Existence of Logarithm

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Theorem

Let $b, y \in \R$ such that $b > 1$ and $y > 0$.

Then there exists a unique real $x \in \R$ such that $b^x = y$.


This $x$ is called the logarithm of $y$ to the base $b$.


Also see the definition of a (general) logarithm.


Proof

We start by establishing a lemma:

Lemma 1

Let $t \in \R$ be such that $t > 1$, and let $n \in \N$ be such that $n > \dfrac {b - 1} {t - 1}$.

Then $b^{\frac 1 n} < t$.

Proof of Lemma 1

Because $b > 1$, we have that $b^{\frac 1 n} > 1$.

From Sum of Geometric Progression and this observation, we find that:

$\displaystyle \frac {\left({b^{\frac 1 n} }\right)^n - 1} {b^{\frac 1 n} - 1} = \sum_{k \mathop = 0}^{n - 1} \left({ b^{\frac 1 n} }\right)^k > n$

Rewriting this inequality, we obtain:

$b - 1 > n \left({b^{\frac 1 n} - 1}\right)$

As $n > \dfrac {b - 1} {t - 1}$, this means that:

$t - 1 > b^{\frac 1 n} - 1$

We conclude that:

$b^{\frac 1 n} < t$

$\Box$


Now let $w \in \R$ be any number satisfying $b^w < y$.

Then $t = b^{-w} y > 1$, so we can apply the lemma 1.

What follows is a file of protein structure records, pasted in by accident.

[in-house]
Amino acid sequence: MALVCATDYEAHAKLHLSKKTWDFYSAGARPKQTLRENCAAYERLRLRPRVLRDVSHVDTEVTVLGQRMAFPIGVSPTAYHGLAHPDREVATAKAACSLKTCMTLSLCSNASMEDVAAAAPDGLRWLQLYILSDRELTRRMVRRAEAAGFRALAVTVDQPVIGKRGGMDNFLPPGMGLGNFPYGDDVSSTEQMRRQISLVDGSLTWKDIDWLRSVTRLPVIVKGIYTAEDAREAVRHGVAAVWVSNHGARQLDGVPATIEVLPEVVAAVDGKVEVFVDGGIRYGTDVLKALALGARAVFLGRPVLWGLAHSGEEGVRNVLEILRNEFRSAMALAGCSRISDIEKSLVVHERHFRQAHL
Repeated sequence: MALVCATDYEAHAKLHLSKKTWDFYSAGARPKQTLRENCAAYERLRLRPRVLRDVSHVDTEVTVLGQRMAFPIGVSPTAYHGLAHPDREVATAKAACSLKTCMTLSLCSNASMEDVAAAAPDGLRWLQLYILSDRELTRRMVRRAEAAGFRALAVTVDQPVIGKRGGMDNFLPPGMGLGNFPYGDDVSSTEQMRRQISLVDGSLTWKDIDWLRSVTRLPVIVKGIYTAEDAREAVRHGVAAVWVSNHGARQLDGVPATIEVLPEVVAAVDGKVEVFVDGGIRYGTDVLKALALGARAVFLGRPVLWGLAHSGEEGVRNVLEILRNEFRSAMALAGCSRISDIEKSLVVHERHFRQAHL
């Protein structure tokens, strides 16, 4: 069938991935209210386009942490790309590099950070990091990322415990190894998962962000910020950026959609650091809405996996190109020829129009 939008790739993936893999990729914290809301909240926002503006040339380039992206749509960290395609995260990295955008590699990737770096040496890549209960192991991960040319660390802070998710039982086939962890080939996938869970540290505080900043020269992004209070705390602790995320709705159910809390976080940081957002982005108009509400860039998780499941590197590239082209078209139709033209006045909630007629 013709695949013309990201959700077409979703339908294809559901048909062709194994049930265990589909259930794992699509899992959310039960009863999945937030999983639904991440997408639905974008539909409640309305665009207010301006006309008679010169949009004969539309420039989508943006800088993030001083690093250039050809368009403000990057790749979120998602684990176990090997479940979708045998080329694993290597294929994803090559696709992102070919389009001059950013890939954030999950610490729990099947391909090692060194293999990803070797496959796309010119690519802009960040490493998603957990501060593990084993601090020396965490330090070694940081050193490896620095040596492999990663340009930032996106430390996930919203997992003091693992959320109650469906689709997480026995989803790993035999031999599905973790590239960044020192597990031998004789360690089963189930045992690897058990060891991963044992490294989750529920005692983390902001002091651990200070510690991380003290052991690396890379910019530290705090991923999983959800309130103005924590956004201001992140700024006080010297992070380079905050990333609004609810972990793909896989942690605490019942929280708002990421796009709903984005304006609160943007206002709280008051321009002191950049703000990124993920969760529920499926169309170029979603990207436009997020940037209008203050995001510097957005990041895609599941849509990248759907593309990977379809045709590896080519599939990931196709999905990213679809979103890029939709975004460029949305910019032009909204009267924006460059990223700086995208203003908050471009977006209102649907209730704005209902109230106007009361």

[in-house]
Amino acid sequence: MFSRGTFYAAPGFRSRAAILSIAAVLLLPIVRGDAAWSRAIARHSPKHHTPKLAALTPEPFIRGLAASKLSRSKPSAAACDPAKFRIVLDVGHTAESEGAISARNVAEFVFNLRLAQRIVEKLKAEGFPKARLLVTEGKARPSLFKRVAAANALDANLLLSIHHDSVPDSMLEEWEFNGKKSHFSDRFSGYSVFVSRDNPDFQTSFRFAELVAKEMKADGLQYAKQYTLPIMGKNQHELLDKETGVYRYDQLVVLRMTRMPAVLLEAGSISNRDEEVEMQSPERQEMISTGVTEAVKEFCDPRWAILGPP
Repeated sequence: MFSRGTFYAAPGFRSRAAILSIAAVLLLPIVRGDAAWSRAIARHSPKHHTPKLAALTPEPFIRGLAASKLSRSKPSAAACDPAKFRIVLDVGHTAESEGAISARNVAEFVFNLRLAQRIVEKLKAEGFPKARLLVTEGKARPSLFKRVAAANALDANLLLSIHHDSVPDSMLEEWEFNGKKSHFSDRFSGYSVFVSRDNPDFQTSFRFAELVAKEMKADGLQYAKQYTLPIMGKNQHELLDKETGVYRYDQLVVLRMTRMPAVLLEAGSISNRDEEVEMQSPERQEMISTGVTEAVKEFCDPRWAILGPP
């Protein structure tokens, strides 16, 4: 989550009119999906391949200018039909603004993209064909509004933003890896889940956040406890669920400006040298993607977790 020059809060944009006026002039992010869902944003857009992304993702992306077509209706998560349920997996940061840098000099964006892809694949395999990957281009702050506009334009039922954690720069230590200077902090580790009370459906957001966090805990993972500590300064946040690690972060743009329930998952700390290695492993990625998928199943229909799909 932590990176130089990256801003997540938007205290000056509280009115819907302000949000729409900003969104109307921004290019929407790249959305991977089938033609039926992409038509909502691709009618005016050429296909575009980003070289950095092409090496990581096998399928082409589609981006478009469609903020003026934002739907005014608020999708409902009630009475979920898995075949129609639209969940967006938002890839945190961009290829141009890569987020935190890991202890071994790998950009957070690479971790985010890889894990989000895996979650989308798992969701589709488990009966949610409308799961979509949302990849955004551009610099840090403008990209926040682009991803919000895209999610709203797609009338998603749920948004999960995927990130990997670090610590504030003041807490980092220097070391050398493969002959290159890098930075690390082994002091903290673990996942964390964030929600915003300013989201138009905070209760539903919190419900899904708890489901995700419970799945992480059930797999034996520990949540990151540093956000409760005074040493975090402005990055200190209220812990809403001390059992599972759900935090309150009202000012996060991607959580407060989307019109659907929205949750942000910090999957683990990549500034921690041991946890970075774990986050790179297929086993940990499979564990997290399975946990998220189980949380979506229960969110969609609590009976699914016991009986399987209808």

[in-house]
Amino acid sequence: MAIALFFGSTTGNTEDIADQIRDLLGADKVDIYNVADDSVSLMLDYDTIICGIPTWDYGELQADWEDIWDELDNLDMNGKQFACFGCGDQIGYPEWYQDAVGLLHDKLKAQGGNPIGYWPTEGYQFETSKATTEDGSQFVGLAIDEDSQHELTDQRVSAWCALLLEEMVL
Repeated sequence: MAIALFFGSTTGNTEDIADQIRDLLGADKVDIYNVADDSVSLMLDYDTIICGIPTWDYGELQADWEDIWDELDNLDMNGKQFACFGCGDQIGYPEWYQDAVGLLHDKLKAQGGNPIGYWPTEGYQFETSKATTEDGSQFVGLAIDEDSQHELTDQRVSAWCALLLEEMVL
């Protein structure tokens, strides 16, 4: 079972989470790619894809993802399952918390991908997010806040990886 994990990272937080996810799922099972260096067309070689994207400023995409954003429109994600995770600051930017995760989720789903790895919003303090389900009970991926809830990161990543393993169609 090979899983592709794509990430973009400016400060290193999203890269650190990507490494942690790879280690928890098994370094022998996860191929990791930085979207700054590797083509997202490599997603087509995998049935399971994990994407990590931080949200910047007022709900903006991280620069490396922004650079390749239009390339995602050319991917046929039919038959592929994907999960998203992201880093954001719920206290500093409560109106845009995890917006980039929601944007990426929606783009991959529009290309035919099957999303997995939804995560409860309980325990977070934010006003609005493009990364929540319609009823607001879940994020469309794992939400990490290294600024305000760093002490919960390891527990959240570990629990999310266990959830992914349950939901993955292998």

It follows that for $n > \dfrac {b - 1} {t - 1}$:

$b^{\frac 1 n} < b^{-w} y$

and thus:

$b^{w + \frac 1 n} < y$

Similarly, when $b^w > y$ and $n > \dfrac {b - 1} {t - 1}$, we have:

$b^{w - \frac 1 n} > y$


Next, let $W = \left\{ {w \in \R: b^w < y }\right\}$.

Let $x = \sup W$. The following lemma helps us to verify existence of $x$.


Lemma 2

For any real number $z > 0$, we have $n \in \N$ such that:

$b^{-n} < z < b^n$

Proof of Lemma 2

Observe that, as $z > 0$, $b^{-n} < z$ whenever $b^n > \dfrac 1 z$.

Therefore, it suffices to show that there is an $n \in \N$ such that $b^n > z$ exists.


By Sum of Geometric Progression, we obtain for any $n \in \N$:

$\displaystyle \left({b - 1}\right) \sum_{k \mathop = 0}^{n - 1} b^k = b^n - 1$

As $b > 1$, we obtain:

$n \left({b - 1}\right) < b^n - 1$

This implies that any $n$ with $n \left({b - 1}\right) > z - 1$ has the desired property.

$\Box$


Lemma 2 shows that $x$ is the supremum of a non-empty set with an upper bound, and therefore it exists.

We will now prove that $b^x = y$.


Suppose $b^x < y$.

We have seen that there exists an $n \in \N$ such that $b^{x + \frac 1 n} < y$.

That is:

$x + \dfrac 1 n \in W$

But this is impossible as $x = \sup W$.

Thus:

$b^x \ge y$


Now suppose $b^x > y$.

We have seen that there exists an $n \in \N$ such that $b^{x - \frac 1 n} > y$.

That is:

$x - \dfrac 1 n \not \in W$

As $x - \frac 1 n$ is not the supremum of $W$, we find a $w \in W$ such that:

$x - \dfrac 1 n < w < x$

But then we have, as $b > 1$:

$b^{x - \frac 1 n} - b^w = b^{x - \frac 1 n}\left({1 - b^{w - x + \frac 1 n}}\right) < 0$

This is contradicts our initial choice of $x - \dfrac 1 n$ outside $W$.

We conclude that $b^x = y$.


Lastly, suppose that $b^x = y = b^z$.

Then:

$b^{z-x} = \dfrac {b^z} {b^x} = 1 = \dfrac {b^x} {b^z} = b^{x-z}$

It is concluded that $x = z$.

$\blacksquare$